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    @MonkeyZeus, if you're buying a beater, you don't get the car repaired if it breaks. You're either a shade-tree mechanic who can do their own repairs, or you buy a replacement. $187/month will get you four $500 cars a year, at least one of which is likely to last out the year, and in the meantime, you can add the full value of your previous car to the down payment. – Mark Mar 12 at 21:15
  • @MonkeyZeus I didn't say it was expensive, I said trading down is an option to increase savings. Doesn't have to be junk (which as Mark points out could still save money), just anything cheaper. Besides, monthly payment does not tell us value of car. Could be very expensive, and trading in will net a lot of cash. – yoozer8 Mar 12 at 21:27
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    @Mark Those are some mighty big IFs. What if OP is not a shade-tree mechanic? If they were then wouldn't they have avoided the $187/month by now? What if their state imposes car registration; such as NY? What if you consider that apartments generally do not permit you to work on your car in their parking lot. What if I told you that $500 cars usually need brand new tires? What if they don't have even a basic 3/8" socket set and wrench? What if you multiply almost everything I wrote by four? Is the savings worth it within the time frame given by OP? – MonkeyZeus Mar 12 at 23:27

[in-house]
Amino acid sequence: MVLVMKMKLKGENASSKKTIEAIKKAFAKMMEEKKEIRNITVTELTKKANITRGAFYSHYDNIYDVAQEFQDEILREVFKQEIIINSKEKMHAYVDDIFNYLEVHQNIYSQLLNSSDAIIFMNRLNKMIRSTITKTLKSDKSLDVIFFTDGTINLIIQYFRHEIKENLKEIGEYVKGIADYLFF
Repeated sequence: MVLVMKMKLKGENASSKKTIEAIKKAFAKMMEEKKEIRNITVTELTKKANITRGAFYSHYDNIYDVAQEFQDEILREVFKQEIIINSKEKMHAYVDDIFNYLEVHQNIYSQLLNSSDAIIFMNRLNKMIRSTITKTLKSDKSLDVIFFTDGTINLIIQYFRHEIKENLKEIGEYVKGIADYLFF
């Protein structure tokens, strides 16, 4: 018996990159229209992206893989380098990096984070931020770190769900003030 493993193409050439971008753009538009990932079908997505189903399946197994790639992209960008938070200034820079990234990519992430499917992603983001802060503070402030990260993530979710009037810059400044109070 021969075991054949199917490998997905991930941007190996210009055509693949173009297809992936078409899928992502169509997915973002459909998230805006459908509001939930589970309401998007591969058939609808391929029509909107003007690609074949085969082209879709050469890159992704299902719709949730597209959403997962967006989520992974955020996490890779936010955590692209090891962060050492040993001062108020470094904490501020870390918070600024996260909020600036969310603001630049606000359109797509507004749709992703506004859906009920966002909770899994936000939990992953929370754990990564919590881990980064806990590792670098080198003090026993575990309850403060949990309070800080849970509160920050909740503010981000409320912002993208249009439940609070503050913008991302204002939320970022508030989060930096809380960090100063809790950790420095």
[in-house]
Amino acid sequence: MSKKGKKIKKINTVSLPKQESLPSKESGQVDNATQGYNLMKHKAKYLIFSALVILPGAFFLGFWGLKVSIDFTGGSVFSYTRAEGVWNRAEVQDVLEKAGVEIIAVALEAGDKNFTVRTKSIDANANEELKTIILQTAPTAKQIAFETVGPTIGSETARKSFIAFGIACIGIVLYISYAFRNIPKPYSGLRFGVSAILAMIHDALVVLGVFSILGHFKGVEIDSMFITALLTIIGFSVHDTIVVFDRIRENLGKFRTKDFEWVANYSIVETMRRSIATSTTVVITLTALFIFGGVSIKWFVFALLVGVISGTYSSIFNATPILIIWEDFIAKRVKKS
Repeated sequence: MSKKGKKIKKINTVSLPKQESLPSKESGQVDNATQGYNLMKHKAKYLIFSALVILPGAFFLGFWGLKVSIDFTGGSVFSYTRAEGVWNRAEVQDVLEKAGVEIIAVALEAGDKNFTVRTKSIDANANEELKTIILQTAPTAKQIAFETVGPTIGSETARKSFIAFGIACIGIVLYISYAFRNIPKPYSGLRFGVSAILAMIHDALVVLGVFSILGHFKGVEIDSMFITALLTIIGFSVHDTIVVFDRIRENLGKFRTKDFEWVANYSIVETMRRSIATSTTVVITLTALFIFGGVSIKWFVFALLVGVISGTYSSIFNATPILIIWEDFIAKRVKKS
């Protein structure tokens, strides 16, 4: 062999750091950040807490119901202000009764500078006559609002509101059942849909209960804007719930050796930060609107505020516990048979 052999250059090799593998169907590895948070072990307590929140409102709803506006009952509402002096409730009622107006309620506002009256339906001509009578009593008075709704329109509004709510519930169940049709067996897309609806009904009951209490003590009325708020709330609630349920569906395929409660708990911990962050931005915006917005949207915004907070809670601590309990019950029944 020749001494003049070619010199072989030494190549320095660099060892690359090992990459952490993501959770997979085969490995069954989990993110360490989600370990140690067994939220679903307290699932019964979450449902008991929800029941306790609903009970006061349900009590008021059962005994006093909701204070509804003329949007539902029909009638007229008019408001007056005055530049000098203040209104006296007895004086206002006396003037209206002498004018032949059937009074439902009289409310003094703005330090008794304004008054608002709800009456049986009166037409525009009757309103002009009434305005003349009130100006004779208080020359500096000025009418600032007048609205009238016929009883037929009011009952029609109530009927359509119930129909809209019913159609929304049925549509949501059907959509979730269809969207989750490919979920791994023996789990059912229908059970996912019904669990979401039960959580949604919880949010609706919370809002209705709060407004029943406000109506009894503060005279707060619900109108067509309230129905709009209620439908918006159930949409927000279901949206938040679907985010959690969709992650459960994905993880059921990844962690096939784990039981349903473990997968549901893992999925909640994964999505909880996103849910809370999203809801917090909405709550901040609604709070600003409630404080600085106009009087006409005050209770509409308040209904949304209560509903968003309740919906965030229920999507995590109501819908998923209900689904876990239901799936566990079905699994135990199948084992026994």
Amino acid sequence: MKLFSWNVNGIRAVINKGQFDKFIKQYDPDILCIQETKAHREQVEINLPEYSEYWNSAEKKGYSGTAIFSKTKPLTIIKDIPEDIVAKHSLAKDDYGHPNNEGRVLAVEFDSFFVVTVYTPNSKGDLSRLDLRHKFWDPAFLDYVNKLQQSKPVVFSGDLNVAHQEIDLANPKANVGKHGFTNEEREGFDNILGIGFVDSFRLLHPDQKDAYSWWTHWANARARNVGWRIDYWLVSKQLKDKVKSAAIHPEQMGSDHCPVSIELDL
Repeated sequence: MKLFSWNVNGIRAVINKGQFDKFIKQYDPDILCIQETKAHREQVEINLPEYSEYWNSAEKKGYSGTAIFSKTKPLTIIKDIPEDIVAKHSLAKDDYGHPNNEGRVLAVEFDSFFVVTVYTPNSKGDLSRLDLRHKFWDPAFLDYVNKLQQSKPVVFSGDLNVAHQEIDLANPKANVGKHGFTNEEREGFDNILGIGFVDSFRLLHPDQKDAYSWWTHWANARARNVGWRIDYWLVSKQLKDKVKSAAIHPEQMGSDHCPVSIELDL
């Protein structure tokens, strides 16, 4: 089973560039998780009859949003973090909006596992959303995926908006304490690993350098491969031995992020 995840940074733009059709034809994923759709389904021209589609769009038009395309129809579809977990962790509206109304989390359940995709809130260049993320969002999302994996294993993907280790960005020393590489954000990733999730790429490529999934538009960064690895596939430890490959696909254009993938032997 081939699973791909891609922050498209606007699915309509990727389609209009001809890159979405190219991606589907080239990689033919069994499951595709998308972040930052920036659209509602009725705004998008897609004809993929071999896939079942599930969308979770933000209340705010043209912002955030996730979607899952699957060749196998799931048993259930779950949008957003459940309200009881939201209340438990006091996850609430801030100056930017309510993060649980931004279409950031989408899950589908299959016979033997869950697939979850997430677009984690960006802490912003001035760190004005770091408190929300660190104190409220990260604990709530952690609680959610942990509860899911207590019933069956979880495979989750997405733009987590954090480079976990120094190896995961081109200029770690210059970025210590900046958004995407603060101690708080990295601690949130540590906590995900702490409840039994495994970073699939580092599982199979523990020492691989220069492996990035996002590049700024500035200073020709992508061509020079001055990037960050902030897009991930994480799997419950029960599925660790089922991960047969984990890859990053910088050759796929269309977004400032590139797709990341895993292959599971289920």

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  • 20% of $250K is $50K.

  • 1/12 of $50K is $4,167.

  • Your monthly take-home is about $3,900.

Basic math says that there's no way you're going to make the 20% down payment that we recommend.

Even 5% of $250K is $12,500.

If your expenses are really $2,630/month, then you're saving $1,270/month which is just over $15,000.

Add in the extra two paychecks ($1950*2=$3900) and you're just short of $20,000.

That's good. However, there are closing costs, realtor costs (if you use a realtor), moving expenses, "make it livable" expenses, etc.

You should probably save for two years after you ensure that you have a $2600*6 = $15,600 emergency fund.

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    In general the seller pays both seller and buyer realtor commissions. – MonkeyZeus Mar 12 at 20:18
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What can we do to save up a down payment and cover closing costs for this kind of home purchase?

Many people track expenses, but don't really budget. Budgeting is a great way to achieve financial goals. The best budgets, in my opinion, are known as zero-based budgets where every incoming dollar is given a specific purpose ahead of receiving it. I suggest a written/electronic budget that includes all your expenses, discretionary spending, and saving for specific purposes (emergency fund, down-payment), include expense categories like car repair/maintenance and do your best to find the average monthly spend. It doesn't need to be inflexible, you'll adjust as needed, but a written plan is more likely to be followed than simply trying to save all extra money for a house.